Wet wipes, used for sticky fingers and removing eye make-up, as well as on other parts of the anatomy, could themselves be wiped out over the next couple of decades.
The government says its plan to eliminate plastic waste “includes single use products like wet wipes”.
The wipes contain non-biodegradable plastic.
So manufacturers will either have to develop plastic-free wipes or consumers will have to go without.
Wet wipes are behind 93% of blockages in UK sewers, a key element of the infamous giant obstacles known as fatbergs, according to Water UK, the trade body representing all of the main water and sewerage companies in the country.
That has prompted the government and industry to focus on persuading consumers not to flush them into the waste water system.
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“We are continuing to work with manufacturers and retailers of wet wipes to make sure labelling on packaging is clear and people know how to dispose of them properly,” a spokesperson for the Department of the Environment (Defra) said.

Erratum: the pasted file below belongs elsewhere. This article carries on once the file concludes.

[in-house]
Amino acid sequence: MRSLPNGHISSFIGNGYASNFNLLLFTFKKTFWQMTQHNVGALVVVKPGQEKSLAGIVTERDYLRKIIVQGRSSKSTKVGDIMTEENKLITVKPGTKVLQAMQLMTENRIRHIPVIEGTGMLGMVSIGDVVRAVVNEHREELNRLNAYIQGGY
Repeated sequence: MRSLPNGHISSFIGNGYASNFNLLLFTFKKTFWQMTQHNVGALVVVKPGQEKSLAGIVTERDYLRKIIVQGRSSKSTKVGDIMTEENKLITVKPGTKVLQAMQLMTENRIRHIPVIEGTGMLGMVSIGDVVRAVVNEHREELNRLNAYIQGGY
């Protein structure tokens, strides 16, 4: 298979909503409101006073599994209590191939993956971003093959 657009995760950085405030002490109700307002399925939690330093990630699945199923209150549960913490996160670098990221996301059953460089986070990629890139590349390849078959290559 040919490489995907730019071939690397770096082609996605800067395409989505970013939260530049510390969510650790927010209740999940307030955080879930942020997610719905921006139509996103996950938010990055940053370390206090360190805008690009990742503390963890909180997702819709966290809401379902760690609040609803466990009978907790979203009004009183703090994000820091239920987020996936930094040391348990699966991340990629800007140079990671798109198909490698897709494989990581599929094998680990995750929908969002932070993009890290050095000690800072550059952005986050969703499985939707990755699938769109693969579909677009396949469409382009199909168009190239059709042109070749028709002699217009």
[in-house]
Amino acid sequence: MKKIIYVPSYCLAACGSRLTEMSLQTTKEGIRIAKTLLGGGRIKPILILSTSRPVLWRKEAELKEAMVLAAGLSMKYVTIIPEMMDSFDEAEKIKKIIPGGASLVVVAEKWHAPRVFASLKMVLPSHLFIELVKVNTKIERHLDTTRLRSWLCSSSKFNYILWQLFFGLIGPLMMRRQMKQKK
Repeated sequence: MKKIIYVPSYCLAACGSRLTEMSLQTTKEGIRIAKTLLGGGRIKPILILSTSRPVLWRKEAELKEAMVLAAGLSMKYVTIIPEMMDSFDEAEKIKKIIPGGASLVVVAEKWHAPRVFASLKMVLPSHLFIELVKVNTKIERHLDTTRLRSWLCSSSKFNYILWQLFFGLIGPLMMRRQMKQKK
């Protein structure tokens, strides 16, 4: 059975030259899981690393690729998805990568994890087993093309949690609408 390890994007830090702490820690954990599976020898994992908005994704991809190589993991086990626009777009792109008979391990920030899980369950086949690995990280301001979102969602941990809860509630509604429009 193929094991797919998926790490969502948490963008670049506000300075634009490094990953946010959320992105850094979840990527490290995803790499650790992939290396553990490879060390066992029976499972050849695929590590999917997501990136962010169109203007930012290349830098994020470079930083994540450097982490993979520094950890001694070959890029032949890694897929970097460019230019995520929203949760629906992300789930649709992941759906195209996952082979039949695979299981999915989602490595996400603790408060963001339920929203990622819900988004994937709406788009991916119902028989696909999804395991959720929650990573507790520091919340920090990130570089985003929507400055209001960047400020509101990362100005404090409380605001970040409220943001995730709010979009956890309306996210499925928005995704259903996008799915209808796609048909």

However, Defra says it is also “encouraging innovation so that more and more of these products can be recycled and are working with industry to support the development of alternatives, such as a wet-wipe product that does not contain plastic and can therefore be flushed”.
The wet-wipe industry has flourished over the last decade with manufacturers offering an ever broader range of wipes, for sensitive skin, babies’ bottoms, removing make-up, applying insect repellent, deodorant or sunscreen. However most are made of polyester and other non-biodegradable materials.
Defra is in the process of exploring how changes to the tax system or charges could be used to reduce the amount of single-use plastics wasted.
Prime Minister Theresa May pledged in January to eradicate all “avoidable plastic waste” by 2042.
The government has also said it will consult over whether or not to ban plastic straws, cotton buds and drink stirrers.
Wet wipes could face wipe-out in plastic clean-up}